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Author Topic: Reloading Manual  (Read 2444 times)

StevenTing

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Reloading Manual
« on: April 02, 2014, 11:20:13 am »
What is the latest and greatest reloading book out there? Figured I should get one. I've only used the online reloading center from Hodgdon but it'd be more handy to have the info in an actual book. What do you guys recommend?
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    Outbreak

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    Re: Reloading Manual
    « Reply #1 on: April 02, 2014, 11:40:26 am »
    I use the Speer book for most loads, though they don't list lead bullets. I use the Lyman Cast Bullet book for those.
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    Mikee5star

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    Re: Reloading Manual
    « Reply #2 on: April 02, 2014, 09:45:59 pm »
    I use the Speer book for most loads, though they don't list lead bullets. I use the Lyman Cast Bullet book for those.

    Yupper.  Those are my main two manuals.  If I could only have one I would have the Speer.

    I also have Hornaday, Nosler and Lee.  Those are the ones I have with me.  I have at least three more of different editions with my other reloading stuff.  I find that different manufactures have different loads for similar bullets.  I usually cross reference when looking at a new load. 

    I use load data from John Taffin for cast lead 10mm loads.  I am VERY careful using online load data.
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    Re: Reloading Manual
    « Reply #3 on: April 21, 2014, 01:29:28 am »
    A Hornady 2 volume set, and a Speer, if you're only going to have 2.

    But - if you shoot cast bullets at all(even if you don't cast your own) I HIGHLY recommend the Lyman cast bullet handbook as an additional reference. It covers just about anything and everything about cast bullets, not just the actual casting itself.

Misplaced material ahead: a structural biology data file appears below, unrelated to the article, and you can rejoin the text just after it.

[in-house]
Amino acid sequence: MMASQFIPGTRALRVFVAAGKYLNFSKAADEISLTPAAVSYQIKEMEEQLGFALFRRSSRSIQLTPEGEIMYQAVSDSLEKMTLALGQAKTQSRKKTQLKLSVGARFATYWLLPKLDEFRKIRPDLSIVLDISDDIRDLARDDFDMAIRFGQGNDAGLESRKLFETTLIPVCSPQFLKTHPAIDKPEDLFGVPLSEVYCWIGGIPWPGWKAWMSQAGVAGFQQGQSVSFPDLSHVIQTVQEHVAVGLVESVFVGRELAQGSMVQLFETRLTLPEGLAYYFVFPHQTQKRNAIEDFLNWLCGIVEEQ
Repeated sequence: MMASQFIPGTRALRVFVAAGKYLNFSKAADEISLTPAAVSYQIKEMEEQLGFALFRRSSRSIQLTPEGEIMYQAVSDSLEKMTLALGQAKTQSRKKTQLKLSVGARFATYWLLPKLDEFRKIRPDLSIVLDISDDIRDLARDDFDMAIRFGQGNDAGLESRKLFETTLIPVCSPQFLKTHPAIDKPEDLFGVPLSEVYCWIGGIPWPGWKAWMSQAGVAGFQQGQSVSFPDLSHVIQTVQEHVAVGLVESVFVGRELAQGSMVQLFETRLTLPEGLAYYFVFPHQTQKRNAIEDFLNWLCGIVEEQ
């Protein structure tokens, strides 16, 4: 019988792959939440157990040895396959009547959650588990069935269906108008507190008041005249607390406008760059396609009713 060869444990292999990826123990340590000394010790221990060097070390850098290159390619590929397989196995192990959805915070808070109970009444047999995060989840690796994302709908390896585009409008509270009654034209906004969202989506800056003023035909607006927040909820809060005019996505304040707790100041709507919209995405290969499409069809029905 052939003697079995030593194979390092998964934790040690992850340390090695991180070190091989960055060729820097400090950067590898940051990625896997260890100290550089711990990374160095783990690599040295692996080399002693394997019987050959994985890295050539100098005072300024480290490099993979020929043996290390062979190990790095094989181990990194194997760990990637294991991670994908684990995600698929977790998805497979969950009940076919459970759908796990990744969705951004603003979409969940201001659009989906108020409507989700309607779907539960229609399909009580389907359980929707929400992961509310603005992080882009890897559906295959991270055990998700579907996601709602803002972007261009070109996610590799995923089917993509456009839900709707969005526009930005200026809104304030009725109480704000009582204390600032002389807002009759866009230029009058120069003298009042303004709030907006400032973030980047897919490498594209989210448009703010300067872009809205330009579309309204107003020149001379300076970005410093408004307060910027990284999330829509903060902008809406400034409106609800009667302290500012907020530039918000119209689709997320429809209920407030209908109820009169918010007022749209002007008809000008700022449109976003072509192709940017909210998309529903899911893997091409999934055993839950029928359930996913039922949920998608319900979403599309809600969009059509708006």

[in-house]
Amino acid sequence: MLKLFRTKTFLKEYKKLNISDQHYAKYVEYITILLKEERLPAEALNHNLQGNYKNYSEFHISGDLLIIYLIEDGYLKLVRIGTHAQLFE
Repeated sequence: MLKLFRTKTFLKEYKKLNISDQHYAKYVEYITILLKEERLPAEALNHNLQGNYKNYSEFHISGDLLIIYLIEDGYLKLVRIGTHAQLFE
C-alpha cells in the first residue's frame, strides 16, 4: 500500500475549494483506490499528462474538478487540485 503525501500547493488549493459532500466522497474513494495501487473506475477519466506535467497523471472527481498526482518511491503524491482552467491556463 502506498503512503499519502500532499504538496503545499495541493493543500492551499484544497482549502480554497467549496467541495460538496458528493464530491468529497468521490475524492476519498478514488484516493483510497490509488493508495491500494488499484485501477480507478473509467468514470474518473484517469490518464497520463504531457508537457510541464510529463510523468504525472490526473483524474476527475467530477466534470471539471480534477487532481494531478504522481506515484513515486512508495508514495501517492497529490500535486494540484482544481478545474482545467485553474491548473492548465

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    Re: Reloading Manual
    « Reply #4 on: April 21, 2014, 11:17:52 am »
    But - if you shoot cast bullets at all(even if you don't cast your own) I HIGHLY recommend the Lyman cast bullet handbook as an additional reference. It covers just about anything and everything about cast bullets, not just the actual casting itself.

    I have the Lyman book. I can usually find the weight of bullet I need, but rarely the shape of bullet I have. They only seem to have certain molds. I also have no clue what alloy was used to make my favorite bullets, so that just adds confusion.
    TexasOutbreak

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    only1asterisk

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    Re: Reloading Manual
    « Reply #5 on: April 21, 2014, 12:00:34 pm »
    I have the Lyman book. I can usually find the weight of bullet I need, but rarely the shape of bullet I have. They only seem to have certain molds. I also have no clue what alloy was used to make my favorite bullets, so that just adds confusion.

    The Lyman book only list bullets from Lyman molds.  99% commercial cast bullets are done on machines.  These bullets are designed with manufacturing in mind as much as shooting.  You can use the starting loads for LEAD bullets of similar design & weight so long as the seating depth is the same or slightly less for the unknown bullet.  Most commercial bullets are made from a fairly hard alloy which in turn makes for a lighter weight.  Difference in lead alloy harness isn't a so much an issue of safety, but one of accuracy and leading.  The harder the alloy, the more pressure is needed to make it obturate, or seal the bore.

     

    only1asterisk

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    Re: Reloading Manual
    « Reply #6 on: April 21, 2014, 12:10:12 pm »
    What is the latest and greatest reloading book out there? Figured I should get one. I've only used the online reloading center from Hodgdon but it'd be more handy to have the info in an actual book. What do you guys recommend?

    Bullets makers books have loads for their bullets.  Powder makers have loads for their powders with a variety of bullets.  Most people need two or three to be able to crosscheck things.  I have no idea how many I have, but it must be in the dozens.  The Sierra, Accurate Arms, and Lyman manuals get the most work, but Speer, Hornady and Nosler are commonly used.  You cant have enough.  I have several of the Hodgden annuals and I like the idea, but the get handled lots and will fall apart. 

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